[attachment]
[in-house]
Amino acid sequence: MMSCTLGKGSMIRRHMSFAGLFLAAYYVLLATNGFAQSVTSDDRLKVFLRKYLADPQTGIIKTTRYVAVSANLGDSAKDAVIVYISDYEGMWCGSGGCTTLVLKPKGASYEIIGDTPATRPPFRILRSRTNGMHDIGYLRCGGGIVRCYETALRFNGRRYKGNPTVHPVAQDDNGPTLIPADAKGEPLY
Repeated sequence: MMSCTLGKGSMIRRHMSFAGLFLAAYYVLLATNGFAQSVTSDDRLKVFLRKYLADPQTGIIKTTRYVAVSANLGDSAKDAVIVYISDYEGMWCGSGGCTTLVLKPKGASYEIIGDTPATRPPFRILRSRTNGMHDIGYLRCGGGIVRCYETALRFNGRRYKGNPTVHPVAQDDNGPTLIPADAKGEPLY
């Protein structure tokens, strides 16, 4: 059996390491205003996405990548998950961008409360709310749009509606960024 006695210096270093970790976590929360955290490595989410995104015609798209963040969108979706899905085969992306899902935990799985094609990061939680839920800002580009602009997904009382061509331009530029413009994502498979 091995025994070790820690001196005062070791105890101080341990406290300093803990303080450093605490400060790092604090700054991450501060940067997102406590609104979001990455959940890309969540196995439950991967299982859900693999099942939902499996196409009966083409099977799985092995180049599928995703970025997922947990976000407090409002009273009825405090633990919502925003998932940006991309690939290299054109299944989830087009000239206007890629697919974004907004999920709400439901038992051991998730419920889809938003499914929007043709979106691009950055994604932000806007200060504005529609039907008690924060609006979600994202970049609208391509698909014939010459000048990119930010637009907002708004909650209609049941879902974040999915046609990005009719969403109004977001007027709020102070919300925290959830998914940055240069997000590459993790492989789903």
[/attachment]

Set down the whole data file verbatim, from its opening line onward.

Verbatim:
[in-house]
Amino acid sequence: MMSCTLGKGSMIRRHMSFAGLFLAAYYVLLATNGFAQSVTSDDRLKVFLRKYLADPQTGIIKTTRYVAVSANLGDSAKDAVIVYISDYEGMWCGSGGCTTLVLKPKGASYEIIGDTPATRPPFRILRSRTNGMHDIGYLRCGGGIVRCYETALRFNGRRYKGNPTVHPVAQDDNGPTLIPADAKGEPLY
Repeated sequence: MMSCTLGKGSMIRRHMSFAGLFLAAYYVLLATNGFAQSVTSDDRLKVFLRKYLADPQTGIIKTTRYVAVSANLGDSAKDAVIVYISDYEGMWCGSGGCTTLVLKPKGASYEIIGDTPATRPPFRILRSRTNGMHDIGYLRCGGGIVRCYETALRFNGRRYKGNPTVHPVAQDDNGPTLIPADAKGEPLY
């Protein structure tokens, strides 16, 4: 059996390491205003996405990548998950961008409360709310749009509606960024 006695210096270093970790976590929360955290490595989410995104015609798209963040969108979706899905085969992306899902935990799985094609990061939680839920800002580009602009997904009382061509331009530029413009994502498979 091995025994070790820690001196005062070791105890101080341990406290300093803990303080450093605490400060790092604090700054991450501060940067997102406590609104979001990455959940890309969540196995439950991967299982859900693999099942939902499996196409009966083409099977799985092995180049599928995703970025997922947990976000407090409002009273009825405090633990919502925003998932940006991309690939290299054109299944989830087009000239206007890629697919974004907004999920709400439901038992051991998730419920889809938003499914929007043709979106691009950055994604932000806007200060504005529609039907008690924060609006979600994202970049609208391509698909014939010459000048990119930010637009907002708004909650209609049941879902974040999915046609990005009719969403109004977001007027709020102070919300925290959830998914940055240069997000590459993790492989789903």